Mon., April 29, 2013 4:22pm (EDT)

Ga. Communities Joining Suit Against FAA
By Adam Ragusea
Updated: 1 year ago

MACON, Ga.  —  
The City of Macon may join Gwinnett County and Cobb County in a suit against the FAA aimed at stopping the closure of regional airport control towers. (Stock photo by <a href="http://www.flickr.com/photos/andrewc75/">Andrew Cohen</a> via Flickr)
The City of Macon may join Gwinnett County and Cobb County in a suit against the FAA aimed at stopping the closure of regional airport control towers. (Stock photo by Andrew Cohen via Flickr)
The City of Macon may join other local governments across Georgia and the nation in a lawsuit against the Federal Aviation Administration. They’re trying to keep control towers at their regional airports from closing as scheduled beginning June 15 as a result of sequestration cuts.

Cobb County’s McCollum Field is already involved in the lawsuit, and Gwinnett County plans to join over their airport in Lawrenceville. Nationwide, 148 control towers are set to close. Spokane, Washington is leading the suit.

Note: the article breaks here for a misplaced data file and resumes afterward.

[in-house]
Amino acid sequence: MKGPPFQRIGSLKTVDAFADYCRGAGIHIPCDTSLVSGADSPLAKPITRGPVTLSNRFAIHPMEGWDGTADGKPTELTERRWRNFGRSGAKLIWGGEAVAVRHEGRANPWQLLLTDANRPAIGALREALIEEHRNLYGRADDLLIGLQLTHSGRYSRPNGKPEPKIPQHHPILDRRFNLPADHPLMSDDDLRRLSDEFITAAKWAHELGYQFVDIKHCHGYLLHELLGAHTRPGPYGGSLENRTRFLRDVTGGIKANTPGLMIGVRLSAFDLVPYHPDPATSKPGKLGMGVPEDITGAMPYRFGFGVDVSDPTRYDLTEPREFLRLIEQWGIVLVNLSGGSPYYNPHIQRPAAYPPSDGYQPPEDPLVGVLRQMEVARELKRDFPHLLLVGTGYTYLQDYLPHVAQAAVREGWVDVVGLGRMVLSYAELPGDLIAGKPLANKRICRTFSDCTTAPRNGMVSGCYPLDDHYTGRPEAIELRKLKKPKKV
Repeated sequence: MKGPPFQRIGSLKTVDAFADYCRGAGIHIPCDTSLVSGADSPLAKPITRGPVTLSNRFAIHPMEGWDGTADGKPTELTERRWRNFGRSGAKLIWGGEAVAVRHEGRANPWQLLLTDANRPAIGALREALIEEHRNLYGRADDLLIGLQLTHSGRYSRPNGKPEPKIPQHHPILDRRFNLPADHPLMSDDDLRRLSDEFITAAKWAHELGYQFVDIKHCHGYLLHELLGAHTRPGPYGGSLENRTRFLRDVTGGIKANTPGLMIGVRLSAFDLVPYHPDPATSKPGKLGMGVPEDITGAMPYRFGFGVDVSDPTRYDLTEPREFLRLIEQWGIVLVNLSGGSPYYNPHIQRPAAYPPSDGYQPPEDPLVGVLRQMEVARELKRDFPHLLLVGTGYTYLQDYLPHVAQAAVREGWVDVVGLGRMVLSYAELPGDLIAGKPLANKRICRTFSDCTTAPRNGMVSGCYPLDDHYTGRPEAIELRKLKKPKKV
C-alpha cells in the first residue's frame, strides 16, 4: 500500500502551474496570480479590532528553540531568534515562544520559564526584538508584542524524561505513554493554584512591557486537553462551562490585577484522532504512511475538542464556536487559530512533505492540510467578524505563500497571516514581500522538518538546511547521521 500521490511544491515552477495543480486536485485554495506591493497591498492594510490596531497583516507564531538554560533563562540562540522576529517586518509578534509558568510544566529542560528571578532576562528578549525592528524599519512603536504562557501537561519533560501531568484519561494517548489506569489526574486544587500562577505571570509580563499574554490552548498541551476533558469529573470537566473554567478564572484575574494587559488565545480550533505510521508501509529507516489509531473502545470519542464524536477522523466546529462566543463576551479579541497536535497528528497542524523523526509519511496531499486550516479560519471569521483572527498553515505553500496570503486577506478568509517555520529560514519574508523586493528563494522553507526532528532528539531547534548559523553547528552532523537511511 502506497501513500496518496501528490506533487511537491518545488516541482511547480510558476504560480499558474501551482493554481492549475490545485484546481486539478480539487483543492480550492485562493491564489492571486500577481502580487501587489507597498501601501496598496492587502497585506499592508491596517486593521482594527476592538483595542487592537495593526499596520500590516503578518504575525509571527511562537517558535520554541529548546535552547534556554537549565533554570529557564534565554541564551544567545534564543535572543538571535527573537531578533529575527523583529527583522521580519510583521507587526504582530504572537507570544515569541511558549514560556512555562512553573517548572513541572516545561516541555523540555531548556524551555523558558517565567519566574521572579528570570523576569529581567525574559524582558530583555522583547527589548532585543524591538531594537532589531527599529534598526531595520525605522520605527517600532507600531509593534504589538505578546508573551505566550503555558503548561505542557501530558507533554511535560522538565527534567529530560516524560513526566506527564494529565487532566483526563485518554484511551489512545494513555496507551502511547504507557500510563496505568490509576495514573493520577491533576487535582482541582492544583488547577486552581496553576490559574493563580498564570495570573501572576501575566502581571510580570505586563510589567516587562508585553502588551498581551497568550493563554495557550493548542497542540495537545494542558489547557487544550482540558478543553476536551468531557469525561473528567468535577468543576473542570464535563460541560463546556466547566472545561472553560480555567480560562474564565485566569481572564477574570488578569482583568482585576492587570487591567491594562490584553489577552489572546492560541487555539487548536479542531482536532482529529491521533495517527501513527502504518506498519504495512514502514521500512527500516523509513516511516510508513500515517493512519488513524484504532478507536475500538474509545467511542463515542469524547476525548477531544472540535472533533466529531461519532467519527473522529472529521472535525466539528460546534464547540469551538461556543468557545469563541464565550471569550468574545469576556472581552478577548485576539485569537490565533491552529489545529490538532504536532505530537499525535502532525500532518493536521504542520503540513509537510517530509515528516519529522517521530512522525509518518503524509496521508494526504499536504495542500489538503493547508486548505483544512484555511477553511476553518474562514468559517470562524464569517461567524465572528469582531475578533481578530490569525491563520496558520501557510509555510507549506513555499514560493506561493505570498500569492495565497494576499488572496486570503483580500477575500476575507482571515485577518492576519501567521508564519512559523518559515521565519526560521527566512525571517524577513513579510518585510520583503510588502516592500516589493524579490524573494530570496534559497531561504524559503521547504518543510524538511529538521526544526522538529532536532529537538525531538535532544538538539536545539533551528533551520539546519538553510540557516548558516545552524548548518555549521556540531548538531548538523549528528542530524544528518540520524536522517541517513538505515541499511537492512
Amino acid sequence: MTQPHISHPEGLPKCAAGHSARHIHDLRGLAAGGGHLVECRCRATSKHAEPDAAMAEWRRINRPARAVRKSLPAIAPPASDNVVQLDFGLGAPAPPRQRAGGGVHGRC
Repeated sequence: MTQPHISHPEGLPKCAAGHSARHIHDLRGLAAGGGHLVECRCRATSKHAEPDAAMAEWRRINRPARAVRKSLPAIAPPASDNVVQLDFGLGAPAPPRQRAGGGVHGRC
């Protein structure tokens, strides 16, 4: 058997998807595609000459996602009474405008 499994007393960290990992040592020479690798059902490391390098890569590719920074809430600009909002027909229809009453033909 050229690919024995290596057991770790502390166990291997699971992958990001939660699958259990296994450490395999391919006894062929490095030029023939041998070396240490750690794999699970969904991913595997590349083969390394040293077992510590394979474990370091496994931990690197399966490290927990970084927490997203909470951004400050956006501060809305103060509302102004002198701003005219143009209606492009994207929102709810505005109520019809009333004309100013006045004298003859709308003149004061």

"Safety has to be among our most important roles," said Macon City Councilor Rick Hutto, "particularly in the Macon airport which is literally directly across the road from Warner Robins Air Force Base."

Middle Georgia Regional Airport is owned by the City of Macon. The Macon City Council is set to vote Monday evening on whether to join the suit.

In initial court filings, lawyers for the FAA said the law gives them discretion over how to spend the money congress gives them, and it's ultimately up to airport operators to manage their own runways. But Hutto calls air traffic control "a core function of the federal government."

"It's not as though each municipality can, on its own do this," he said. "It has to be a system that is routinized by the federal government. So what we’re saying is, ‘yes we might indeed have to take on some other rolls here at the local level or the state level, but air traffic control is not one of them."

The case will eventually be heard in Ninth Circuit Court of Appeals in California, if it gets that far. Hutto said he hopes the threat will prompt Congress to take action, as lawmakers did on Friday when they moved to end air traffic controller furloughs at major airports that have caused widespread delays.